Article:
Q: In a perfect world F1 and IndyCar should have the best available drivers, but as you know, we have pay drivers. Is it better to have fewer teams in these series with the best drivers, or full fields with pay drivers?
RM: IndyCar has weeded out the Milka Dunos, of the world and most of the guys who bring money today are also very competent like Marcus Ericsson or Alex Palou or Rinus Veekay. IndyCar is pretty healthy in terms of good teams, so let’s leave it where it is right now.
Q: IndyCar has been quite the landing spot for drivers that have raced in Formula 1, like Rossi, Sato, Chilton, Ericsson and Bourdais, among others. But assuming a seat is open and the financial backing was there, which of our current crop of IndyCar drivers do you think are ready to race and make a successful transition to F1 and why?
RM: Hard to pick one, so Newgarden, Rossi, Palou, Rosenqvist and Herta would be my candidates, but they could only be successful in a good car and there’s only a few of them, so the odds are stacked against them before they turn a wheel.
Q: You mentioned in the Dec. 9 Mailbag that Roger Penske doesn’t take pay drivers. I recall that Danny Ongais had a ride in a Penske car in 1987 that wound up going to Big Al due to a crash, I believe. Was Danny maybe the one exception that brought money to Roger for a one-off at Indy?
Andy R., Brighton, MI
RM: I imagine Ted Field could have paid to get Danny that ride, but I never saw any indication that’s what happened and R.P. prides himself in hiring the best available, although Ongais was on the downside of his career.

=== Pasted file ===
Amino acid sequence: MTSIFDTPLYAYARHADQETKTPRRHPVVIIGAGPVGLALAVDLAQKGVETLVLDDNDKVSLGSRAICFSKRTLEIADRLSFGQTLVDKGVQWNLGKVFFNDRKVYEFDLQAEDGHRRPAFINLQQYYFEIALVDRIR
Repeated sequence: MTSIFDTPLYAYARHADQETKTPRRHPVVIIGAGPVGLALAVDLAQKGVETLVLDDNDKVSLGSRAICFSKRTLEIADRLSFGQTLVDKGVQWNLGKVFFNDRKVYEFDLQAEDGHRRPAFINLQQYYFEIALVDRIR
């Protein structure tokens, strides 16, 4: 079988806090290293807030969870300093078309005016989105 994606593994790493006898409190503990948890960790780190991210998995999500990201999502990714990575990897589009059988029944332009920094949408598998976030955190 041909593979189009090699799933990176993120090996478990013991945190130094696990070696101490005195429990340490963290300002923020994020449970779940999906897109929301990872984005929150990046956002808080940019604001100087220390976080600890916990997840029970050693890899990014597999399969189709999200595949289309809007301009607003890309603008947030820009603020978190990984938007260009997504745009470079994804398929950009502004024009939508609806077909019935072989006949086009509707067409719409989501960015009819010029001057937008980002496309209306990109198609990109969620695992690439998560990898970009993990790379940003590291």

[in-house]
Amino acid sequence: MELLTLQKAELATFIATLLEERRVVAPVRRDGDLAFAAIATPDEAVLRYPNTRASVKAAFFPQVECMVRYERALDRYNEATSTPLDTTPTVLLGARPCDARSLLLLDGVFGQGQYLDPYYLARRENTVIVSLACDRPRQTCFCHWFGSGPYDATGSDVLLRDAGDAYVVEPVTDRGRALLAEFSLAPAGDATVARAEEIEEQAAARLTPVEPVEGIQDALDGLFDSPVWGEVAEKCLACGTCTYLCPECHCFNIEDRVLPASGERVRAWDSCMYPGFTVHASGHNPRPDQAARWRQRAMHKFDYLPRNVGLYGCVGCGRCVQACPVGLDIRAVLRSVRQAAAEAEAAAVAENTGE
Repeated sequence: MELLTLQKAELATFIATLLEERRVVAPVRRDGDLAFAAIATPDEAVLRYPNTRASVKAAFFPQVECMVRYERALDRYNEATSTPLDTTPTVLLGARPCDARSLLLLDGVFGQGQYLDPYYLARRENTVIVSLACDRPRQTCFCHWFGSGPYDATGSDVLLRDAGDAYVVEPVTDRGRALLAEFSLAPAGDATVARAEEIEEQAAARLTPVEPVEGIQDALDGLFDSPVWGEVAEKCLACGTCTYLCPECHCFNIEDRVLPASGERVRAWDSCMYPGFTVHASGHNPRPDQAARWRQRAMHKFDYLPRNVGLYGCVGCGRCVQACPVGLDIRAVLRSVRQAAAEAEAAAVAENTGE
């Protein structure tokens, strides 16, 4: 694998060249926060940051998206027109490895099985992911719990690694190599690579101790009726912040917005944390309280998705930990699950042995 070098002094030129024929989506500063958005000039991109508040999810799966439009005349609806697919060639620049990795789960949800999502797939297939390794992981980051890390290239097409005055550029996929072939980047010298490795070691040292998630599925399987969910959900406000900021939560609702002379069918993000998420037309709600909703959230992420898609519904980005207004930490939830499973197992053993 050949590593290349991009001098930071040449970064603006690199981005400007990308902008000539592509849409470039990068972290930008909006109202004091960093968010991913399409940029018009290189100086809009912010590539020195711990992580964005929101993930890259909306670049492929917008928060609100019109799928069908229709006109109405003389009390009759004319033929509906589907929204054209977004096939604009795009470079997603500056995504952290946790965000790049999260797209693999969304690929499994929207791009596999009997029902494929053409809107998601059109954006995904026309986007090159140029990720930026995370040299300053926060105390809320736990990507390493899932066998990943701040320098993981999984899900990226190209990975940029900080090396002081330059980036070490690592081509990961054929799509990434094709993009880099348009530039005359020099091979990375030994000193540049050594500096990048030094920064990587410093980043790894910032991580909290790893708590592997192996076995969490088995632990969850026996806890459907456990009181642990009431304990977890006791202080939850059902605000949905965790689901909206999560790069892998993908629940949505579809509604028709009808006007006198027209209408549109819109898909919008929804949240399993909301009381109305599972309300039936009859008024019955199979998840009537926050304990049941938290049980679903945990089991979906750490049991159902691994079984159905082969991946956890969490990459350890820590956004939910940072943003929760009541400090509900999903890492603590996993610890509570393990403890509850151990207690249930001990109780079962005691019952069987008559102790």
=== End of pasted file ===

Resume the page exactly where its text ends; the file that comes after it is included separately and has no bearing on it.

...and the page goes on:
Q: After reading (not watching) that George Russell won the pole in the Mercedes and could have easily won the race, it seems to me that Mercedes could save $40 to $50 million and just hire one of the backmarker drivers at a million bucks or maybe less instead of Lewis Hamilton. Do you really think the salaries paid to the top four or five drivers in F1 are justified in that they represent true driver superiority?
Matwood Stout, Oxnard, CA
RM: They represent what a few F1 teams budget for drivers and a handful of them (Hamilton, Verstappen, Leclerc) seem to be a cut above, although Georgie Boy sure had people talking about the car vs. the driver. A teacher or a nurse makes $40-50,000 and a guy driving a race car makes $20 million? Of course it’s absurd, and it’s what the market can handle, but I imagine there are 10 guys on the F1 grid that could win in a Mercedes. Only a few drivers ever moved the dial on TV or packed the grandstands with their presence, and I’m talking A.J., Parnelli, Mario and Gurney in IndyCar and Petty, Earnhardt, Stewart and Gordon in NASCAR. Jim Clark, Jackie Stewart and Nigel Mansell had big followings, but Ayrton Senna drove the F1 show like nobody else. But most superior drivers have superior equipment.
Q: This is probably a question for Donald Davidson. I just read on RACER.com that Sato’s 2020 Indy-winning chassis is being retired. Do you know how many of the Indy 500 winning cars are still in existence and accounted for? I know a few chassis won more than once. It would be an interesting story (or short book) on the history of and the rescue or demise of each (at least for us Indy 500 geeks).